My children — The Dude, The Princess, The Puppy, Reepicheep — and I travel down the highway on our way home from a playdate a few towns away. The windows are cracked to let in the breeze. The gentle whirring of our minivan’s wheels on the pavement has lulled them into a late afternoon nap. Well, almost …
From the middle seat comes a voice. A quiet voice. A voice just barely discernable over the sound of wind whistling through the windows. It’s The Puppy. She is 95% asleep, her eyes nearly closed. She is fighting sleep the way 3-year-old people are wont to do. I watch from the rearview mirror as her long, fine hair blows across her face. She is singing in her almost-sleep, “Your grace is enough, your grace is enough, your grace is enough for me.”
And suddenly I remember. I remember my Puppy the day she was born. I remember how impossibly small she felt when they laid her on my stomach for a moment before whisking her away. I remember her soft labored breathing as she tried to nurse and the sharp ache in my breast when they wheeled her down to the NICU. I remember the days of testing and tubes and beeping machines and the feeling of helplessness. I also remember the day she came home. The way she curled into me and nursed covetously and boisterously and beautifully. The way it felt to have all of us under one roof again. The way she made our house even more … home.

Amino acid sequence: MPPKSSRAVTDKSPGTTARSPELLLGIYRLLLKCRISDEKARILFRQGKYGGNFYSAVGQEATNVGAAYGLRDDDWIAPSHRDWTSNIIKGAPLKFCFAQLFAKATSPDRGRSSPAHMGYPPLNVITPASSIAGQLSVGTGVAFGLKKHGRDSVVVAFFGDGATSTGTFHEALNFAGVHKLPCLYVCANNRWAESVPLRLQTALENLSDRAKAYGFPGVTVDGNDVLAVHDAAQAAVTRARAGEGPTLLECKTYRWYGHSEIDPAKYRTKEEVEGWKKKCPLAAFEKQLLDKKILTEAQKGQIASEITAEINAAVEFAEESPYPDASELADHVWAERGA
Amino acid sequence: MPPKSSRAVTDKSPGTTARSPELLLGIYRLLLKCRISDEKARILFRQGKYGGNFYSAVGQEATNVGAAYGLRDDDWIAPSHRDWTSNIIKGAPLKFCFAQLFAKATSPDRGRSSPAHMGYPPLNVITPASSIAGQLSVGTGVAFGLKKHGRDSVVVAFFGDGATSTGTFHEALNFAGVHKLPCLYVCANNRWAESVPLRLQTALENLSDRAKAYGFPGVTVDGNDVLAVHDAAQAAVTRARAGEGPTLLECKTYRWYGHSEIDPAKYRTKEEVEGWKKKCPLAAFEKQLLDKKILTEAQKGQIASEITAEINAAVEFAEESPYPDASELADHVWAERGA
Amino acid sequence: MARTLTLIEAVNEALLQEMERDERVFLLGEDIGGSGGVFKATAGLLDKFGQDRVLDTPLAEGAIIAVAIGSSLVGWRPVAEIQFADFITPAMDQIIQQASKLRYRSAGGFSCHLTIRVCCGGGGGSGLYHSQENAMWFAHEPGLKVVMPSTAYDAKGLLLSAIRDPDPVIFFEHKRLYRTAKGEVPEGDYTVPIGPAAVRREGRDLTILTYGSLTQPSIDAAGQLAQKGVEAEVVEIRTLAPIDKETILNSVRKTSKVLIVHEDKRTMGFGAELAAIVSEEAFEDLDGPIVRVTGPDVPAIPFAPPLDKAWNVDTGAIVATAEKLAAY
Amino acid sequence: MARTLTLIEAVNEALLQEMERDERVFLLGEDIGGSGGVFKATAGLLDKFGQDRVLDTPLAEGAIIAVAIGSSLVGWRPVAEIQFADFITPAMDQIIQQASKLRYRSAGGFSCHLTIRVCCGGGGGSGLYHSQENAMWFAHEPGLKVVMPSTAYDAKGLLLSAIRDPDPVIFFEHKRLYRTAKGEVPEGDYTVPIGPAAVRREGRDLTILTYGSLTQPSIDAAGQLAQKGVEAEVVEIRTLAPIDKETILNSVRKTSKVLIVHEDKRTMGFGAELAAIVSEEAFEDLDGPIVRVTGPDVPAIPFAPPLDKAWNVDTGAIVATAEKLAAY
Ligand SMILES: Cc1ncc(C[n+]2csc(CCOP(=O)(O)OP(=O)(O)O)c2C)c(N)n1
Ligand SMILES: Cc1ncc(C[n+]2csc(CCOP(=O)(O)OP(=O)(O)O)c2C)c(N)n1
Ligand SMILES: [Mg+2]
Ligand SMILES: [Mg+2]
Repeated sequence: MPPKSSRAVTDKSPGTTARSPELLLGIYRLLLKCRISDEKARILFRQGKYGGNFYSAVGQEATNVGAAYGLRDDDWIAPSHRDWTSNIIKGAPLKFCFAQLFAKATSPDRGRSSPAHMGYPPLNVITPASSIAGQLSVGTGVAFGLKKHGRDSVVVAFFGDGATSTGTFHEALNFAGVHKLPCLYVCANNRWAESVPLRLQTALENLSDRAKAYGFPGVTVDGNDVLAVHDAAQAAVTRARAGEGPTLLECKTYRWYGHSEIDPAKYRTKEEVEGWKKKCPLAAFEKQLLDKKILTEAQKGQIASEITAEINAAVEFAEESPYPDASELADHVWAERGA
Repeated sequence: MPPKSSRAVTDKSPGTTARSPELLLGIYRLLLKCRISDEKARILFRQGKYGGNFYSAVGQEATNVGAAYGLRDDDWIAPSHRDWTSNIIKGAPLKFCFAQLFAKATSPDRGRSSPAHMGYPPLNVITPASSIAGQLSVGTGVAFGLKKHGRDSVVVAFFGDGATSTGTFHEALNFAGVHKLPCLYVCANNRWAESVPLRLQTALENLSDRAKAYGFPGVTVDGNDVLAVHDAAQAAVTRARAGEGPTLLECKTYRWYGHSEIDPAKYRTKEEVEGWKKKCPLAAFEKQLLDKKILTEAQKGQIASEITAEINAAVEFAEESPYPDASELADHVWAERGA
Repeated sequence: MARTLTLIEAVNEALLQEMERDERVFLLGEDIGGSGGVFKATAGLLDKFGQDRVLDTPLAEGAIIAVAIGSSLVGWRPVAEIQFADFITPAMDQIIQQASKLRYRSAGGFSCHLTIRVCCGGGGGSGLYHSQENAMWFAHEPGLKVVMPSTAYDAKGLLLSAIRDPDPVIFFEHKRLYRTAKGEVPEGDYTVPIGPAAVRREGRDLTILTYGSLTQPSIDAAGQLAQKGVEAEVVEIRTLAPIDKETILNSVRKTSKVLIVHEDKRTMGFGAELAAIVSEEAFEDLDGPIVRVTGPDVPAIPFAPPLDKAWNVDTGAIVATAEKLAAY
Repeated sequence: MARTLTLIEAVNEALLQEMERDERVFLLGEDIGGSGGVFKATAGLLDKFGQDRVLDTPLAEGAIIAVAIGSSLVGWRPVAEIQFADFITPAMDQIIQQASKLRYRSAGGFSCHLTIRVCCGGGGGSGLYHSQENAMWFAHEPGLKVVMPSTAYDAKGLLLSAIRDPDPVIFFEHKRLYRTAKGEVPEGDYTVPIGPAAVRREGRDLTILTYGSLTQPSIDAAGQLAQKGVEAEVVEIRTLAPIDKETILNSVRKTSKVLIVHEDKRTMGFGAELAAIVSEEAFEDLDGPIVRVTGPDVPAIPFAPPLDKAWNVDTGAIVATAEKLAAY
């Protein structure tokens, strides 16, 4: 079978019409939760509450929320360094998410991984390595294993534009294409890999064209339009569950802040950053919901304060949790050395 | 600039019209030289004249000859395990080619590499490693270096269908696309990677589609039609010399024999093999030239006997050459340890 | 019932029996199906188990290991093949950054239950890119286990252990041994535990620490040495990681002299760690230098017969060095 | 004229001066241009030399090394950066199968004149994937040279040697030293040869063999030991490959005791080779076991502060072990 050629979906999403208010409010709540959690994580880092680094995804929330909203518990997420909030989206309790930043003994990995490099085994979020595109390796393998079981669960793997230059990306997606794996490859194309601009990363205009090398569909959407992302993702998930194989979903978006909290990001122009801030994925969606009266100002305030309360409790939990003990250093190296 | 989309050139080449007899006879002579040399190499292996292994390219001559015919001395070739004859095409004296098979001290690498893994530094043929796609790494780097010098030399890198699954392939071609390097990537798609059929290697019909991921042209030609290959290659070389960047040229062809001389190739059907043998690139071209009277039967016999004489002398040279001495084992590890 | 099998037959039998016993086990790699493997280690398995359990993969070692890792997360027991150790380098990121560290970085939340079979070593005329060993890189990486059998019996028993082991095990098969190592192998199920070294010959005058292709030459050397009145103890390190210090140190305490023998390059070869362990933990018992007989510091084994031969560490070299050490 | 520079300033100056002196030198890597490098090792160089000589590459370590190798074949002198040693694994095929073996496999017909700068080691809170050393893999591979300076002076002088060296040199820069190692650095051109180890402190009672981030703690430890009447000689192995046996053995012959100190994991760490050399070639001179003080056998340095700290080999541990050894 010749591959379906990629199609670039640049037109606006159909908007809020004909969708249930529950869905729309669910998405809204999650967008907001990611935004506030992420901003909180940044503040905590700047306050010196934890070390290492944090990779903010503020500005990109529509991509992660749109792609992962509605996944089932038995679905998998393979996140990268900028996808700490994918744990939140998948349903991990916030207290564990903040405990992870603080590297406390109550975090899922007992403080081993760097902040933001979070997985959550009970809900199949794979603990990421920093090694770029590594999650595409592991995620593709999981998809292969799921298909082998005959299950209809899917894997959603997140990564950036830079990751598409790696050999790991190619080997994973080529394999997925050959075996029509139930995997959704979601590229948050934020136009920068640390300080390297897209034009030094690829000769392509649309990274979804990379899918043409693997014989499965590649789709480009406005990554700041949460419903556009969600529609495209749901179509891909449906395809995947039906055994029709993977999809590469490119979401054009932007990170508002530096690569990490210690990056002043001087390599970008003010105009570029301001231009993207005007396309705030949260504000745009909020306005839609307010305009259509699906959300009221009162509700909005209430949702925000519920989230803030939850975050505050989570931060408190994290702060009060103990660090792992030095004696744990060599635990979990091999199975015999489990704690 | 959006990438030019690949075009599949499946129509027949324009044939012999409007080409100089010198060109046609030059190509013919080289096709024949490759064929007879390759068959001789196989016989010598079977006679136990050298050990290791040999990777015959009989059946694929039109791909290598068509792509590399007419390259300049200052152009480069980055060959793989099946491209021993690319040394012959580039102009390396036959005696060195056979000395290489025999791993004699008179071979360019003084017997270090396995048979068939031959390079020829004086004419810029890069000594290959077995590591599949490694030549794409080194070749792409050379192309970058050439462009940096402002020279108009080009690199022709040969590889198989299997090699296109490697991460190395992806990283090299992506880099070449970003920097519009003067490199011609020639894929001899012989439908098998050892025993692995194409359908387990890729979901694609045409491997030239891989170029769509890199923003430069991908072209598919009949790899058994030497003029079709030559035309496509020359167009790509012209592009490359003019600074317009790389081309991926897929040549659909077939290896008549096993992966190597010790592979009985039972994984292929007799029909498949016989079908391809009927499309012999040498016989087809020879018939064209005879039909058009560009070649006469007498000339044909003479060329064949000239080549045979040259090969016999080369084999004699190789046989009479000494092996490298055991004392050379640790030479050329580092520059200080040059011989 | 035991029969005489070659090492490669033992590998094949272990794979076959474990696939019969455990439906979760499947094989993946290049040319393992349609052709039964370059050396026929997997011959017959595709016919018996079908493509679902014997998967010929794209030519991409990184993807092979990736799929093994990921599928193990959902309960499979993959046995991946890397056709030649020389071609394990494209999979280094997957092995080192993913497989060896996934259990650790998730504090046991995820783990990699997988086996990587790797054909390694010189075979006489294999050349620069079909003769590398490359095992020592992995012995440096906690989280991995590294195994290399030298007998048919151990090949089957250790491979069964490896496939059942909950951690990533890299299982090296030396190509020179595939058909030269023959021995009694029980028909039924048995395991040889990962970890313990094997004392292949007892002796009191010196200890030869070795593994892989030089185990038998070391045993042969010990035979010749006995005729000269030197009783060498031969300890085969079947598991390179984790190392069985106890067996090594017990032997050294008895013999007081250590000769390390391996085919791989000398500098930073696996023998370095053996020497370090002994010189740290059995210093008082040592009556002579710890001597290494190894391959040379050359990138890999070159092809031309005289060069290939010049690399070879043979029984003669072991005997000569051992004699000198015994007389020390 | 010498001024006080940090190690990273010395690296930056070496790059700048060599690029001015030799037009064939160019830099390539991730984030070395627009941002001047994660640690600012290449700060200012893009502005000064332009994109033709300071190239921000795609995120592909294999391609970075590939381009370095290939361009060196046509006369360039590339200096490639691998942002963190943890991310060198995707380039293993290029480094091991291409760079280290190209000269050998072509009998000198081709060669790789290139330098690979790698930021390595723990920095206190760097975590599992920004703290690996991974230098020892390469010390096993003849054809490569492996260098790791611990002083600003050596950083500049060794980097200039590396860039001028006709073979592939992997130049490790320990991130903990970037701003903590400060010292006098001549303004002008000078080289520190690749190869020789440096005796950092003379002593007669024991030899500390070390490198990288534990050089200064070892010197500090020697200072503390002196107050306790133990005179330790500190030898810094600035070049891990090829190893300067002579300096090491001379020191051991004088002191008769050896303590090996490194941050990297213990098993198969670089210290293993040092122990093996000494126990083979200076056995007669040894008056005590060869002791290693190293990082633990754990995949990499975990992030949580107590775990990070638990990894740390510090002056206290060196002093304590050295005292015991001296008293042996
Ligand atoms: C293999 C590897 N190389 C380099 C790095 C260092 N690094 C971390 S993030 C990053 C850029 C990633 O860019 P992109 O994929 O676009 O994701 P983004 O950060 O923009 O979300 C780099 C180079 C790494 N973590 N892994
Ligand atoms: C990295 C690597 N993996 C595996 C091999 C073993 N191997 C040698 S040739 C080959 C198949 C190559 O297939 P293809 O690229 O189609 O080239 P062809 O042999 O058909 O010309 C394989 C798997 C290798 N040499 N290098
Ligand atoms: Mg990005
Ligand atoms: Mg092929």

She is so big now. She likes peanut butter sandwiches, Minnie Mouse, and making tea parties for her baby sister. She’s a toad hunter, a puppy (the four-legged kind) hugger, and a delightfully bossy little sparkplug. Watching my big 3-year-old girl — all sleepy and windswept and singing herself a lullaby — I am overwhelmed by God’s grace. For one fleeting second, I can see it in my rearview mirror. One fleeting second. But it’s enough.
Things have been uncertain for us. We are waiting to hear whether or not my husband will be approved to donate his kidney to me. We are waiting and watching to see how long my kidney function will hold steady. We are wondering what lies ahead once surgery can be scheduled, and a new chapter of our life as a family has begun.
When my natural disposition toward optimism starts to get tossed about in the sea of “what ifs,” I think of The Puppy. I think of her heavy-eyed prayer in the late afternoon sun. I make it my prayer. Not a petition. A little act of trust.
God, I see Your grace is enough
I’m covered in Your love
Your grace is enough for me
It’s enough for me